If you are willing to put in at least some time into learning Linux, I would recommend going with Mepis. It has a very intuitive interface, and has great hardware support, although you should research if your hardware is going to work with it, or take a "try it and see" approach. Mepis also gives you full access to the Debian repositories making available thousands of packages and applications that are installed with "apt-get," a very easy to use package manager.

Linux can open up a world of versatility and freedom to you in what you're looking to do, but in order to get there, it will require you to have at least as much knowledge about it, as you obviously already do about Windows. smile


Thanks for the good advice about Mepis!
You don't get me wrong at all. The good thing about the linuxcommunity seems to be that there are so many helpfull people around.
I'm already convinced about all the positive sides of linux.
I would have loved to use it if it wasn't for a couple of nagging things.

The real thing that has put me off linux up until now is the bad support for some of my hardware. Seems like I must go the nvidia-route(buying a better card than my geforce 2mx), my ATI-AIW card just didn't work(in the past) as it should have.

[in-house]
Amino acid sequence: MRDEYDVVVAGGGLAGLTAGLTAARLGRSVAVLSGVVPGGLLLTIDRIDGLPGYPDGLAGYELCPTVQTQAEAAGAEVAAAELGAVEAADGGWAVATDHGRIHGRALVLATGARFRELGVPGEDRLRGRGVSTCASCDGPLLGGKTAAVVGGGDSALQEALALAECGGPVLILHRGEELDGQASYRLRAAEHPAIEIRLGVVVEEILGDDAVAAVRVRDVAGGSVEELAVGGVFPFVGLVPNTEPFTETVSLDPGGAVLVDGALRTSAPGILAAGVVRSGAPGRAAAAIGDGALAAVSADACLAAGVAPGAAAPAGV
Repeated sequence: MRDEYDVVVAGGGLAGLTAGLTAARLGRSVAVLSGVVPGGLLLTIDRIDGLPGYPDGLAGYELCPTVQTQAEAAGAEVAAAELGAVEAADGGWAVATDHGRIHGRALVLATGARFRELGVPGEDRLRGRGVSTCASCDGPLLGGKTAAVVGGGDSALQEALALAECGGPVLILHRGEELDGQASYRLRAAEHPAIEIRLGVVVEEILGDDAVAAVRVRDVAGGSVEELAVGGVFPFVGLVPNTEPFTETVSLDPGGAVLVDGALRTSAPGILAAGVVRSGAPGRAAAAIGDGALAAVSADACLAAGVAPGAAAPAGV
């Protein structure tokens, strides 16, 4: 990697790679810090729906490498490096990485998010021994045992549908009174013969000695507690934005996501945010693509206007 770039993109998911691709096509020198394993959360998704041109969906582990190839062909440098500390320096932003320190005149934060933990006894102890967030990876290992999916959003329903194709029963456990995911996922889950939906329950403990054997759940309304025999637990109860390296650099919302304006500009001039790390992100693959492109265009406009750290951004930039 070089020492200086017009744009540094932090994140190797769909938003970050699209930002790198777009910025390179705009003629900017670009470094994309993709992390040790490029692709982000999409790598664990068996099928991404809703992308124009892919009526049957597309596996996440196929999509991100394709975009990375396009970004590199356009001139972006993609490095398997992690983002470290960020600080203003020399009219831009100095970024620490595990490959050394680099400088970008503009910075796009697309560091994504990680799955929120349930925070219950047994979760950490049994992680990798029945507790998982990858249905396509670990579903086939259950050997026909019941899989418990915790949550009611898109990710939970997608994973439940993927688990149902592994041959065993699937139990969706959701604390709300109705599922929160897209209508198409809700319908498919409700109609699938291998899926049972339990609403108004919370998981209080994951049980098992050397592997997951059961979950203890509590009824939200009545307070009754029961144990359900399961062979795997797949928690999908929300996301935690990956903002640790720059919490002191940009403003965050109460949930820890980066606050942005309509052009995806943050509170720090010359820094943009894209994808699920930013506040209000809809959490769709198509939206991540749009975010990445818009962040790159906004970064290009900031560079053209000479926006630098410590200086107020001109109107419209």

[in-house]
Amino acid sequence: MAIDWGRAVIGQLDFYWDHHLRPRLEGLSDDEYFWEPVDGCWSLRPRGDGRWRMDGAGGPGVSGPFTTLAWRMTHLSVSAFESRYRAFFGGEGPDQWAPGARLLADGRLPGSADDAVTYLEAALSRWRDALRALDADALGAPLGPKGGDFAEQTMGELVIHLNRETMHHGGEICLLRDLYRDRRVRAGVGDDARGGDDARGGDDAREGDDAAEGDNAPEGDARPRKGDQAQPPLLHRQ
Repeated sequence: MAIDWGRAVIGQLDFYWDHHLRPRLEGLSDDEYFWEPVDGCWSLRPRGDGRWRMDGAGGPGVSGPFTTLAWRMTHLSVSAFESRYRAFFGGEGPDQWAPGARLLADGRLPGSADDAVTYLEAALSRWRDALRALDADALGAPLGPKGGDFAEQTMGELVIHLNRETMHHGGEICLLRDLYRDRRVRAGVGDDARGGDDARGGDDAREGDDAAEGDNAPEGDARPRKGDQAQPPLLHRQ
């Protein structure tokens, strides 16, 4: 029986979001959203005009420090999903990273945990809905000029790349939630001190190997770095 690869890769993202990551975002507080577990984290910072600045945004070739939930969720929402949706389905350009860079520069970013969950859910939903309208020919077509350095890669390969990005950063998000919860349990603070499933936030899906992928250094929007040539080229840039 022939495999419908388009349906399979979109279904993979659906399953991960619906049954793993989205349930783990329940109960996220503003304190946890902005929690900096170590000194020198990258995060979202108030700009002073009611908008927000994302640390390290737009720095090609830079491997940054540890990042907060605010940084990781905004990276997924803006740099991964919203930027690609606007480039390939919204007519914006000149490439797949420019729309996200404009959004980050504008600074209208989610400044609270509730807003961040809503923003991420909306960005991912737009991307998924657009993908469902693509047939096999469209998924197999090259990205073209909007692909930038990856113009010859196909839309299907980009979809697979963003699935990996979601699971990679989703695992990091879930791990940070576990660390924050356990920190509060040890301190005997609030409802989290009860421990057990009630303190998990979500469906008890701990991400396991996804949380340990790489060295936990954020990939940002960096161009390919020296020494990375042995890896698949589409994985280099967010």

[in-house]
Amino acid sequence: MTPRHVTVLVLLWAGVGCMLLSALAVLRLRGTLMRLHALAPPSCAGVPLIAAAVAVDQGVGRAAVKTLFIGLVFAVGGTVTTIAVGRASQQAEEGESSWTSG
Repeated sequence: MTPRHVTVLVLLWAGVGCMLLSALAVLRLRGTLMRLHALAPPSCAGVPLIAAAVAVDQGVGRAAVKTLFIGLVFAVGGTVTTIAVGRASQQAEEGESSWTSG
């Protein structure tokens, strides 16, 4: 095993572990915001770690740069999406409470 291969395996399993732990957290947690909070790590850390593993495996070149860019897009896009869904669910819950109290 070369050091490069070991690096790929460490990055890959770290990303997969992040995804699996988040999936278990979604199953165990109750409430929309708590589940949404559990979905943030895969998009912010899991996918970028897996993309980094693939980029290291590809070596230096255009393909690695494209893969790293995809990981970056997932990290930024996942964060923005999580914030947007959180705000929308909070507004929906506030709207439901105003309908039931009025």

Unfortunatelly it is the same with the audiocard(a new Emu 0404).

But it all changed when I recently purchased an abit nf7 mobo and an AMD barton. Seemed to work "out of the box" with knoppix(except for the audio, but I'm gonna check it out more).
It is a creative live platinumcard, for which I used Emu APS-drivers(the shared the same sound/dsp-chip, think it was reverseenginered from a gnu/linuxport of the apsdrivers but they where ditched for winxp/win2k), and now kx-drivers(which gave me low latency and other goodies), but this card is almost "retired".

It would be really nice to get my other computer working with linux as well, just for the h--l of it. Or swap some of the cards.
Buying old grapics and audiocards and choosing the brands with good driversupport seems to be a must.
But I had to choose an audiocard that would be the best buy for windowsaps in the first place i'm kinda stuck with it for the moment.
The only option for getting things to really work(not in a semi kind of way, like just getting 2d and losing some of the video-in/tvcapabilities on my graphics card) seems to be buying new cards just for linux.